Boyton is a civil parish and village in Cornwall, England. It is situated close to the River Tamar and the border with Devon about six miles (10 km) north of Launceston. According to the 2001 census it had a population of 378.
Boyton is a rural parish which takes its name from Boia's Farm and is mentioned in the Domesday Book as Boitone. It is bounded to the east by the Devon border, to the north by North Tamerton parishes, to the west by North Petherwin parish, and to the south by Werrington parish. Boyton is in the Launceston Registration District.
At Boyton Mill the miller's house is built of stone and wooden beams. The mill building itself has many original features, the waterwheel and machinery still turn and can be seen working. Some parts of the mill building dates back to the 13th century, and the main house dates back over 500 years.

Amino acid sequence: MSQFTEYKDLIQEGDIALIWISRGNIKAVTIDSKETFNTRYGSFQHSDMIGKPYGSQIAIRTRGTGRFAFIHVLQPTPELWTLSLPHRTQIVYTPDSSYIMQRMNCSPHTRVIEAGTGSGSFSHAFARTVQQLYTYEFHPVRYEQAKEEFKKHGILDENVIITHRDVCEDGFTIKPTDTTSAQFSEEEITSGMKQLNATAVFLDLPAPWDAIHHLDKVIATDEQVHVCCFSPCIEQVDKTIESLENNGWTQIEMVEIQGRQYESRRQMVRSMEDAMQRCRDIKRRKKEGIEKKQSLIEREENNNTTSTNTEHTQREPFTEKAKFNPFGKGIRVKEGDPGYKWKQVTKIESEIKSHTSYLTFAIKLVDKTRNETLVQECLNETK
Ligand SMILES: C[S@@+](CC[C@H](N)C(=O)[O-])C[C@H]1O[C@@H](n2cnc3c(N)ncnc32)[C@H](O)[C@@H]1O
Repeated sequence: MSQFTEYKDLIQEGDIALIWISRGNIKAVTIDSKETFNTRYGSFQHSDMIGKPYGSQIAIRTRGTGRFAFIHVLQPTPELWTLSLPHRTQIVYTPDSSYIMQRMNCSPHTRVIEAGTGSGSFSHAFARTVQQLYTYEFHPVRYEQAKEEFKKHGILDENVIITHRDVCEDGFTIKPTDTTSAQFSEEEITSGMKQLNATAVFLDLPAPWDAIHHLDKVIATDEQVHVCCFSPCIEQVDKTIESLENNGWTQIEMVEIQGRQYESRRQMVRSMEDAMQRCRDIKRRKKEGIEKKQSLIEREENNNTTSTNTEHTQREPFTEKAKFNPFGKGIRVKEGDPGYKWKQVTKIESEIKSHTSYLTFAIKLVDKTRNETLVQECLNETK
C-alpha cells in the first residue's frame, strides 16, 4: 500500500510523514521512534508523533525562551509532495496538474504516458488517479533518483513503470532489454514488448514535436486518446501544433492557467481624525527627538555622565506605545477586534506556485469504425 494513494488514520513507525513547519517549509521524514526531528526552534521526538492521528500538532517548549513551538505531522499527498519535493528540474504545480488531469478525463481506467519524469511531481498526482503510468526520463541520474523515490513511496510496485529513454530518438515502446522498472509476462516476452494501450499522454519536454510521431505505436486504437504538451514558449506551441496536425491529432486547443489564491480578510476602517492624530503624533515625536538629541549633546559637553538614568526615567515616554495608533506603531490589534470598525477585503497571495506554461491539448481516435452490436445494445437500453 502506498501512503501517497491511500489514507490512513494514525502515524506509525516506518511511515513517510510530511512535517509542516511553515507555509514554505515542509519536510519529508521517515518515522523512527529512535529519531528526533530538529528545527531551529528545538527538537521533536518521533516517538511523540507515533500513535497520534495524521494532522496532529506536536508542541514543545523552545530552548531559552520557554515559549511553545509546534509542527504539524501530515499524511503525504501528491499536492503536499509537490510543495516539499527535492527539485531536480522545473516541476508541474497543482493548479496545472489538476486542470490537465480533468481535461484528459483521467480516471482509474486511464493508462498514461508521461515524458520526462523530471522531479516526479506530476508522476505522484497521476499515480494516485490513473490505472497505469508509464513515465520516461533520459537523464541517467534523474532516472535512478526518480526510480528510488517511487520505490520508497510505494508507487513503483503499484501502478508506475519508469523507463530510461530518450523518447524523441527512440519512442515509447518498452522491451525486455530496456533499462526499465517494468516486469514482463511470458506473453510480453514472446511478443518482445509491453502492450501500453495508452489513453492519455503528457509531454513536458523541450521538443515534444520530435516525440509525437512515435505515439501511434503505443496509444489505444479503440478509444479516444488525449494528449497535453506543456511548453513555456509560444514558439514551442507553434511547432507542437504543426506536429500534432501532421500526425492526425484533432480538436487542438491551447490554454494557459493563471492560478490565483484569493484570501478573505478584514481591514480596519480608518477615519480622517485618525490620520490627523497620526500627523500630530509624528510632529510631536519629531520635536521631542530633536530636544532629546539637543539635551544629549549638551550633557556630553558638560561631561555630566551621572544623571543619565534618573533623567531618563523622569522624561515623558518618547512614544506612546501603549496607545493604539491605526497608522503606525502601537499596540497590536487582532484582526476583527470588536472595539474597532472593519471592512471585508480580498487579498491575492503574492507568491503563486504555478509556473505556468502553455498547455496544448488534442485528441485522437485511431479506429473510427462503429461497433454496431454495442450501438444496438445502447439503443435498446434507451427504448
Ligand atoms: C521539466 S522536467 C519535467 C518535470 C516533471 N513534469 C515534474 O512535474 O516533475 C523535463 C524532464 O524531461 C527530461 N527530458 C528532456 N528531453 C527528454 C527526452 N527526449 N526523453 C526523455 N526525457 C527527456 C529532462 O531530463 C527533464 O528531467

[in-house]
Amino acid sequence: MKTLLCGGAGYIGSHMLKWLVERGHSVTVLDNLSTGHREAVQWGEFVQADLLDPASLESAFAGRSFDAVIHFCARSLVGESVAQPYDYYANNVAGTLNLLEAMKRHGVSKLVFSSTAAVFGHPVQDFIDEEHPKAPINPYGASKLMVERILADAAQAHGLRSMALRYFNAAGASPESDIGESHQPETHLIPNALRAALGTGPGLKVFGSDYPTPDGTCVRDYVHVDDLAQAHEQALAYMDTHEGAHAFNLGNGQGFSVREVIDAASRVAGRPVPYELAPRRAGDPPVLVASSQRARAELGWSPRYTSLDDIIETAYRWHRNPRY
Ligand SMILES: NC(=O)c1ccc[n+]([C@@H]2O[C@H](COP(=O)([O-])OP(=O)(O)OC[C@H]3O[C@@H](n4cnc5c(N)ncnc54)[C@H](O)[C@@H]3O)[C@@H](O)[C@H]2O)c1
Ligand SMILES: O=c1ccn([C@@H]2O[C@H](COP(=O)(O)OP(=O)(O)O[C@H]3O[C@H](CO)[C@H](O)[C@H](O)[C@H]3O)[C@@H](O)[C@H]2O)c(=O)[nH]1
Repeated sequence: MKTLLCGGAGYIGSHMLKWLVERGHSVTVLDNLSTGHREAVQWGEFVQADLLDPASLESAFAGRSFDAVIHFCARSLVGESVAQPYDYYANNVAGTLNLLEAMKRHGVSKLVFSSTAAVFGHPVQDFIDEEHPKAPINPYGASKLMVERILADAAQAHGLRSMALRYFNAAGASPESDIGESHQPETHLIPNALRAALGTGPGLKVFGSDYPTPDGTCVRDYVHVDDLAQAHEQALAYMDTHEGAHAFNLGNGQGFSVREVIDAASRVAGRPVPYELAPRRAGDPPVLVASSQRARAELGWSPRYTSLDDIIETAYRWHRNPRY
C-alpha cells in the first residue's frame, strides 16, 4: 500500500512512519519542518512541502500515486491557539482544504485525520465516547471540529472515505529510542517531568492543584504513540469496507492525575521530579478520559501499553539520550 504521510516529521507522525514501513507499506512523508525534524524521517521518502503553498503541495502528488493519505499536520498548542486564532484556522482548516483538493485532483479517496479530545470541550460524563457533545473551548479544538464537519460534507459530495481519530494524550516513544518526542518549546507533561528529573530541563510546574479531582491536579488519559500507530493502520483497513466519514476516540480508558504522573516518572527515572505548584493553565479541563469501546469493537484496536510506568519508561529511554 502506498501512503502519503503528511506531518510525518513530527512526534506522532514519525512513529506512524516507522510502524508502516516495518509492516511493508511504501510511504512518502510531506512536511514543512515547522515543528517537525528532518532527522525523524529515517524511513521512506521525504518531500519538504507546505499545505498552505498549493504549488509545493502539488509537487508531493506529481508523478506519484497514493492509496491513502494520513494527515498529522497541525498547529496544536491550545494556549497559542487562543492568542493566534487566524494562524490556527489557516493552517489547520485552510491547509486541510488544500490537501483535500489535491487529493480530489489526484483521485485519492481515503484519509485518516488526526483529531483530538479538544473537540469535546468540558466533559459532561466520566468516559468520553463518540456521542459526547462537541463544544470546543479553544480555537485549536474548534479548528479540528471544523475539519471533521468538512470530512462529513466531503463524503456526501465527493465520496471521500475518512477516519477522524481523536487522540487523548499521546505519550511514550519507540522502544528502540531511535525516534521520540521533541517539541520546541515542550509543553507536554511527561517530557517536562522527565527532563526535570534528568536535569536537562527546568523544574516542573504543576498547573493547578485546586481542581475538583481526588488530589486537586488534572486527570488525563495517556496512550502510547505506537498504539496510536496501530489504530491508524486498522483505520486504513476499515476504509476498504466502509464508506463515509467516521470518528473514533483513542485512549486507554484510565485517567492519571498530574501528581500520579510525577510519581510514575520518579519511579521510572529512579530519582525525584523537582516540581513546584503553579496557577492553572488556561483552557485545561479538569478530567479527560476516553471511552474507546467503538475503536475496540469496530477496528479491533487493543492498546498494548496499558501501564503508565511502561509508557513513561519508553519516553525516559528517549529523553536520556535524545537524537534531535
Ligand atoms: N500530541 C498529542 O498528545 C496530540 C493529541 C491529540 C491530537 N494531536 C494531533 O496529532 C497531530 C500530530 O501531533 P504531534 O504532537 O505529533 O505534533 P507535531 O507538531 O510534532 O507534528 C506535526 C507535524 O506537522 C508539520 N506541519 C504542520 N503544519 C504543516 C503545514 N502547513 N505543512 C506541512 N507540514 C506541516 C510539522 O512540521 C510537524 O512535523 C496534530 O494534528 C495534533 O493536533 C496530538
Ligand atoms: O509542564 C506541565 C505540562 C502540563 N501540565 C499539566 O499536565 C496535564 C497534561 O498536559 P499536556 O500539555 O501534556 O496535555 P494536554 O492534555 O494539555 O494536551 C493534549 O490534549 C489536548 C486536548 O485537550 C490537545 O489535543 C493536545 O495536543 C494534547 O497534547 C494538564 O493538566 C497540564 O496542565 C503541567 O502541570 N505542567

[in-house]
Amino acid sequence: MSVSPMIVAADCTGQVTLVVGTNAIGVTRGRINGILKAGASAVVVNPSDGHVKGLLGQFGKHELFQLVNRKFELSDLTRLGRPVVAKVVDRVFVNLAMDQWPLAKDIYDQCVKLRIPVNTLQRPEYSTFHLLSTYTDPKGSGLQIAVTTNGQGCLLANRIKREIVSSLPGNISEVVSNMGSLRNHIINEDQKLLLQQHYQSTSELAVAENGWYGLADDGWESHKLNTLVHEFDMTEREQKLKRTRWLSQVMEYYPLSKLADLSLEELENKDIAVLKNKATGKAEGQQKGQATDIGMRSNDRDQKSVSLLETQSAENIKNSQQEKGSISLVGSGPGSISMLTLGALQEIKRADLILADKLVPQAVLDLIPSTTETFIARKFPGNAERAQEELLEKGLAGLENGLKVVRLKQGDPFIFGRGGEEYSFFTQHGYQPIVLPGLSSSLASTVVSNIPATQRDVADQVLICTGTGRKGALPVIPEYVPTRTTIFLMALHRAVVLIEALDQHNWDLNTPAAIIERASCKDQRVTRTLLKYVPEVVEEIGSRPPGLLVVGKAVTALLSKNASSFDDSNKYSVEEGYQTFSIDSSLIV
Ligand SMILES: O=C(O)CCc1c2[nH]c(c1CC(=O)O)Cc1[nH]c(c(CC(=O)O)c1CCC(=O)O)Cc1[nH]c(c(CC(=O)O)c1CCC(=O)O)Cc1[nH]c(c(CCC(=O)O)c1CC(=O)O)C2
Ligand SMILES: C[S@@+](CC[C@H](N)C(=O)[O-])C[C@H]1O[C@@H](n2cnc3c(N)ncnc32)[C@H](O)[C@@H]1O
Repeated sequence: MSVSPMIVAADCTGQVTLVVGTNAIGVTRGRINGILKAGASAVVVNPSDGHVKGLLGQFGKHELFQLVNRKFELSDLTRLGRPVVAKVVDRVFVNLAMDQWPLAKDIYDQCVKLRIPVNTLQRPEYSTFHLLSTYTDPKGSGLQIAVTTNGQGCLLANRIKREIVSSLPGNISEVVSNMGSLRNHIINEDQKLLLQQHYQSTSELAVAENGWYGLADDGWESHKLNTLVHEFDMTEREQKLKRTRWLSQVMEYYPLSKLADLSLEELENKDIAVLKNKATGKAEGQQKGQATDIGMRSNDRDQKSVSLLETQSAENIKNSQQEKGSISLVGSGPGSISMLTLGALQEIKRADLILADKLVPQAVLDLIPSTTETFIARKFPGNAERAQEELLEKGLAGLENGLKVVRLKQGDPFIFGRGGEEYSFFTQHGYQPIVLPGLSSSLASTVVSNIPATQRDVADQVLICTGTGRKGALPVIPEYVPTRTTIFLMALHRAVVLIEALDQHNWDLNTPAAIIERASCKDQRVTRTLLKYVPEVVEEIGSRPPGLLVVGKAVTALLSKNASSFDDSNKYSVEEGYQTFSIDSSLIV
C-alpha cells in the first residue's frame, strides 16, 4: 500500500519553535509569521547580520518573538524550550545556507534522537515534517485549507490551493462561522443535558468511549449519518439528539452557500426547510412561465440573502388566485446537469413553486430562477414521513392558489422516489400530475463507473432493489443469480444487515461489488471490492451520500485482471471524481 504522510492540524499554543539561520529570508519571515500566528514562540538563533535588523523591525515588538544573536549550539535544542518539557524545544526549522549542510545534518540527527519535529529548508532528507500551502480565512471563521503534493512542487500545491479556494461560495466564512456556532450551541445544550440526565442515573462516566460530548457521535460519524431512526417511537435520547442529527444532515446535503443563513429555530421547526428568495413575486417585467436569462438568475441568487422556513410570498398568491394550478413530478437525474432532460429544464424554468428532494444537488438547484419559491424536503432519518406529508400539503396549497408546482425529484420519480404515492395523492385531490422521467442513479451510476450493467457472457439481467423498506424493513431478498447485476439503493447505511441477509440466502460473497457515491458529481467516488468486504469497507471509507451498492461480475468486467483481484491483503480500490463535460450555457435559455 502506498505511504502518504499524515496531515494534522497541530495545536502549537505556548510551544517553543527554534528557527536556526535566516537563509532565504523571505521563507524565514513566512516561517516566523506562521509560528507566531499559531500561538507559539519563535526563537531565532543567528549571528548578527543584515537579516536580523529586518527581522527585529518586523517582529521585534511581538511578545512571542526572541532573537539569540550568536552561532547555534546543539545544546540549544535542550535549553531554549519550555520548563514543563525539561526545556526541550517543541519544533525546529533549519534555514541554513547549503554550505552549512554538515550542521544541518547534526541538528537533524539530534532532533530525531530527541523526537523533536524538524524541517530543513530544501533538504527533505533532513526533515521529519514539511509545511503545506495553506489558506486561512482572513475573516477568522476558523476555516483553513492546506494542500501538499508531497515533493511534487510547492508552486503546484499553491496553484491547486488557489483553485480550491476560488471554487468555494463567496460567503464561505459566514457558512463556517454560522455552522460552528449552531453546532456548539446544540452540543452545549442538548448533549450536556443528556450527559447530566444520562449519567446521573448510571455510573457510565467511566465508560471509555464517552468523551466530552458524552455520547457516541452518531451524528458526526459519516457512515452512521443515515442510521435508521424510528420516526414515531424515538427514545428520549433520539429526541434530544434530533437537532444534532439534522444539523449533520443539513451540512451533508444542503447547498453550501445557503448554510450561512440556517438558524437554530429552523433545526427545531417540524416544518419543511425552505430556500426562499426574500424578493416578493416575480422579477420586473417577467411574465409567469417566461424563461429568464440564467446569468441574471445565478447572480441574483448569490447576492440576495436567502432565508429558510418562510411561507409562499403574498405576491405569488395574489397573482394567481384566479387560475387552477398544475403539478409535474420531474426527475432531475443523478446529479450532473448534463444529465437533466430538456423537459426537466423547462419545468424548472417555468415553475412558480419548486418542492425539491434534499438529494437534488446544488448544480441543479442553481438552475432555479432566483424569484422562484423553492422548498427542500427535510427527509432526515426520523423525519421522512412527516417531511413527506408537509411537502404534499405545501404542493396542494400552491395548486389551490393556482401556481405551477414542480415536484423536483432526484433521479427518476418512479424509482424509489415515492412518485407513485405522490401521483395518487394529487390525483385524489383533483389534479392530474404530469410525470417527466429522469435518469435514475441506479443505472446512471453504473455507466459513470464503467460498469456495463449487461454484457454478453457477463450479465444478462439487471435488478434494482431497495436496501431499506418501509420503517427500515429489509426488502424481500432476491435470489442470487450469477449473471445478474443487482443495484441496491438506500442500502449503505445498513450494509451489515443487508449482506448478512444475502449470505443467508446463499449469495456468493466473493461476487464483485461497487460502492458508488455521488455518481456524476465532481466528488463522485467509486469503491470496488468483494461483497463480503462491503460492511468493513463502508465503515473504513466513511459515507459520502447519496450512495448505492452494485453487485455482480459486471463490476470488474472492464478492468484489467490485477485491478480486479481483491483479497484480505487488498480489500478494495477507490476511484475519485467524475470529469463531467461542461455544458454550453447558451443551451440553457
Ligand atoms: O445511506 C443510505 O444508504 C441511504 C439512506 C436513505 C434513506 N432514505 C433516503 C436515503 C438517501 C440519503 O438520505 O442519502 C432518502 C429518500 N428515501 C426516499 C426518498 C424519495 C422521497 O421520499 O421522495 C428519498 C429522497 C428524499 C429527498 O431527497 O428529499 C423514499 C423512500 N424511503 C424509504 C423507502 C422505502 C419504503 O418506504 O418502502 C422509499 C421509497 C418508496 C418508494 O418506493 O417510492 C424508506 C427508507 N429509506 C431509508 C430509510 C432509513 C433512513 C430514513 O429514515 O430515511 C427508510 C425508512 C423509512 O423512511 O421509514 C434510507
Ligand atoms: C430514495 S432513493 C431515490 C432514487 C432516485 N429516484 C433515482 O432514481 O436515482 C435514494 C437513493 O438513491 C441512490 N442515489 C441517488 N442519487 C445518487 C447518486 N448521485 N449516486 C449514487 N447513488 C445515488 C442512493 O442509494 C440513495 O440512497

The hamlets of Bennacott, Curry Lane, North Beer and West Curry are in the parish.
Boyton was part of the Launceston Rural District from 1894 until 1974.
One of the many maps available on A Vision of Britain through Time is one from the Ordnance Survey Series of 1900 illustrating the parish boundaries of Cornwall at the turn of the 20th century. This map blows up to show all the parishes and many of the small villages and hamlets.
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